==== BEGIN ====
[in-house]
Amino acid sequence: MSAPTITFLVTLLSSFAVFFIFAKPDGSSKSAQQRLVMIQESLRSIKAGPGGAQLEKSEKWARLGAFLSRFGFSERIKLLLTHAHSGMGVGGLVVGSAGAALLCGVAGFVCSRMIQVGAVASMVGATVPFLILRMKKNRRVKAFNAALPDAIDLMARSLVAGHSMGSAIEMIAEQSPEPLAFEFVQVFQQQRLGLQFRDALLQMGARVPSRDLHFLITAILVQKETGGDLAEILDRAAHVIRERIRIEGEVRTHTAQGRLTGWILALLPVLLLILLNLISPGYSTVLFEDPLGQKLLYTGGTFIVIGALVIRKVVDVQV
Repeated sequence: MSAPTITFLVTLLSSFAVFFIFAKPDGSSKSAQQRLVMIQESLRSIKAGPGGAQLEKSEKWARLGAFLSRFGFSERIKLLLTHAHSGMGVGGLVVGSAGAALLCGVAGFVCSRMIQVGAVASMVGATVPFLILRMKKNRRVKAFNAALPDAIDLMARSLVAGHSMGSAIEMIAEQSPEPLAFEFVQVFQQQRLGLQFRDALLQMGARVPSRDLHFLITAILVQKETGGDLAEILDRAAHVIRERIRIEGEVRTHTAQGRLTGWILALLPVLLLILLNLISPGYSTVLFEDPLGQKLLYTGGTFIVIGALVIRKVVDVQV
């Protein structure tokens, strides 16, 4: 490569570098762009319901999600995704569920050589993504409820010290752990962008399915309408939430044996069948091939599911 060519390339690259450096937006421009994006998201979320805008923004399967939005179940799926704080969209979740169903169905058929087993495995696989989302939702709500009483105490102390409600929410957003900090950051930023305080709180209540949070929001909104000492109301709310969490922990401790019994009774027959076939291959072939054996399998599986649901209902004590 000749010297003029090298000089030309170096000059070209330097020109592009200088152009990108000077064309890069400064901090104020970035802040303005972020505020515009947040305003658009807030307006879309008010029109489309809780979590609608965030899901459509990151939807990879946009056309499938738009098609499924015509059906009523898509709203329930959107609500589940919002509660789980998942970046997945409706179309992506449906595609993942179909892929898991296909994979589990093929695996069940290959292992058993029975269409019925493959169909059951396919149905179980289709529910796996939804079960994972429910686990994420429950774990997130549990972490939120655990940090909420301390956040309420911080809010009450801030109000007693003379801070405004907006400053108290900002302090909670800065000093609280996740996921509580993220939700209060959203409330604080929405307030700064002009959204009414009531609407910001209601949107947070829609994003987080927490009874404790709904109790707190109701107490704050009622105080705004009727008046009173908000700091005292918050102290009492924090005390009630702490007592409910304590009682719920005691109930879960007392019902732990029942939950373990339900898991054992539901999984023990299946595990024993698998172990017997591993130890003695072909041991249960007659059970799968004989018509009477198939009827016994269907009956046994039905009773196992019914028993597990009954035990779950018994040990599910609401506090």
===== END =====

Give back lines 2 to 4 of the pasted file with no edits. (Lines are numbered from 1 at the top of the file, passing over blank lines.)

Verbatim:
Amino acid sequence: MSAPTITFLVTLLSSFAVFFIFAKPDGSSKSAQQRLVMIQESLRSIKAGPGGAQLEKSEKWARLGAFLSRFGFSERIKLLLTHAHSGMGVGGLVVGSAGAALLCGVAGFVCSRMIQVGAVASMVGATVPFLILRMKKNRRVKAFNAALPDAIDLMARSLVAGHSMGSAIEMIAEQSPEPLAFEFVQVFQQQRLGLQFRDALLQMGARVPSRDLHFLITAILVQKETGGDLAEILDRAAHVIRERIRIEGEVRTHTAQGRLTGWILALLPVLLLILLNLISPGYSTVLFEDPLGQKLLYTGGTFIVIGALVIRKVVDVQV
Repeated sequence: MSAPTITFLVTLLSSFAVFFIFAKPDGSSKSAQQRLVMIQESLRSIKAGPGGAQLEKSEKWARLGAFLSRFGFSERIKLLLTHAHSGMGVGGLVVGSAGAALLCGVAGFVCSRMIQVGAVASMVGATVPFLILRMKKNRRVKAFNAALPDAIDLMARSLVAGHSMGSAIEMIAEQSPEPLAFEFVQVFQQQRLGLQFRDALLQMGARVPSRDLHFLITAILVQKETGGDLAEILDRAAHVIRERIRIEGEVRTHTAQGRLTGWILALLPVLLLILLNLISPGYSTVLFEDPLGQKLLYTGGTFIVIGALVIRKVVDVQV
């Protein structure tokens, strides 16, 4: 490569570098762009319901999600995704569920050589993504409820010290752990962008399915309408939430044996069948091939599911 060519390339690259450096937006421009994006998201979320805008923004399967939005179940799926704080969209979740169903169905058929087993495995696989989302939702709500009483105490102390409600929410957003900090950051930023305080709180209540949070929001909104000492109301709310969490922990401790019994009774027959076939291959072939054996399998599986649901209902004590 000749010297003029090298000089030309170096000059070209330097020109592009200088152009990108000077064309890069400064901090104020970035802040303005972020505020515009947040305003658009807030307006879309008010029109489309809780979590609608965030899901459509990151939807990879946009056309499938738009098609499924015509059906009523898509709203329930959107609500589940919002509660789980998942970046997945409706179309992506449906595609993942179909892929898991296909994979589990093929695996069940290959292992058993029975269409019925493959169909059951396919149905179980289709529910796996939804079960994972429910686990994420429950774990997130549990972490939120655990940090909420301390956040309420911080809010009450801030109000007693003379801070405004907006400053108290900002302090909670800065000093609280996740996921509580993220939700209060959203409330604080929405307030700064002009959204009414009531609407910001209601949107947070829609994003987080927490009874404790709904109790707190109701107490704050009622105080705004009727008046009173908000700091005292918050102290009492924090005390009630702490007592409910304590009682719920005691109930879960007392019902732990029942939950373990339900898991054992539901999984023990299946595990024993698998172990017997591993130890003695072909041991249960007659059970799968004989018509009477198939009827016994269907009956046994039905009773196992019914028993597990009954035990779950018994040990599910609401506090």